Lynch: Big forwards still key to AFL glory
EVER since footy jumpers had laces on them, key forwards have been the most important figures in the game.
Coaches will say that defence wins premierships but in my opinion that only adds to the value of a key forward.
We can see as the season gets down to the business end that the sides I would consider the premiership favourites all have in-form big forwards.
This previous weekend saw Tom Hawkins (5.2), Josh Kennedy (7.0), Tom Lynch (5.1) and Jeremy Cameron (3.2) all play key roles in important wins for their side.
Of the top six of the Coleman medal, which is led by Cameron and includes all the above names as well as West Coast's Jack Darling, all bar second-placed Kangaroo Ben Brown come from genuine premiership contenders.
The seventh name on the list, Brisbane's Charlie Cameron, is the only player who is not a key forward.
It wasn't that long ago we were talking about the end of the big key forward but if you have a look at the top five on the ladder, they all have one thing in common, and in most cases two.
That is dominant big forwards.
When Richmond won its flag in 2018 with a small forward line built around Jack Riewoldt, there was a lot of talk that this was the way of the future.
Fans and even some commentators got swept up in the narrative that the game was set to change permanently.
Except Richmond, the side who had pulled off the premiership with an unorthodox offence, had other ideas.
They went hard after Tom Lynch because they knew that although it was possible to win flags without a couple of big forwards, it was certainly easier if you had them.
West Coast has Kennedy and Darling and GWS has Cameron and Jeremy Finlayson in the top 10 of the Coleman medal with a month to go.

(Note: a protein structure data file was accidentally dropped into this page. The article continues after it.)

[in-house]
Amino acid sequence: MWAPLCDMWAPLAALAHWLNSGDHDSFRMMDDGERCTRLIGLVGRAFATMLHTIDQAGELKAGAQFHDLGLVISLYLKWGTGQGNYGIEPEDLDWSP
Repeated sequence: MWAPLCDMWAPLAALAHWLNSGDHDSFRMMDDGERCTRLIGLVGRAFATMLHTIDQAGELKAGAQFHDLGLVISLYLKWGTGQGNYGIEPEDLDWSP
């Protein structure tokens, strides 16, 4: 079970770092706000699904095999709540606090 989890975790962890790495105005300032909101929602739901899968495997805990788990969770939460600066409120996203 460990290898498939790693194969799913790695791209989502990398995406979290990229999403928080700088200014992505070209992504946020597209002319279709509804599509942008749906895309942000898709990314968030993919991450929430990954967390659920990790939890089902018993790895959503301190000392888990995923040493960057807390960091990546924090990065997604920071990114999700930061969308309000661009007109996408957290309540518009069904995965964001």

Richmond were without Riewoldt for a large part of the season and it is no coincidence they have hit a purple patch of form with his return.
Geelong have also been without Esava Ratugolea for extended periods this season and have received excellent service from Gary Ablett and Gary Rohan - but you can expect Ratugolea has a key role to play in Chris Scott's plans for September.
Brisbane are the outrider among the top five in that they aren't reliant on their big men to win games.
Eric Hipwood has kicked 27 goals this season, which is an encouraging return for a young key forward who has yet to fill out and reach his physical peak.
It is in Hipwood where the major upside to the Lions lies.
He has had a couple of days out this year - he kicked six goals against Port Adelaide and five against the Demons, including four in a quarter to turn the game on its head.
And then there was the match against the Western Bulldogs in Ballarat back in round 8 where he left the radar back in Brisbane and finished with 2.5.
Those days where he gets plenty of chances will become more common as he gets bigger and stronger.
His forward line partner Dan McStay has kicked 17 but as we've mentioned in the past, he plays a key role providing ground level opportunities to their small forwards, which is the key to Brisbane's game plan.
Other than Cameron, who has booted 37 goals, Lincoln McCarthy (19) and Cam Rayner and Dayne Zorko (17) are other forwards hitting the scoreboard for the Lions.
Brisbane may already have the players in place to be the most dangerous forward line in the game in time.
That time may be in the next season or two but if things click for the big men in the next couple of months, the Lions will be hard to stop this year.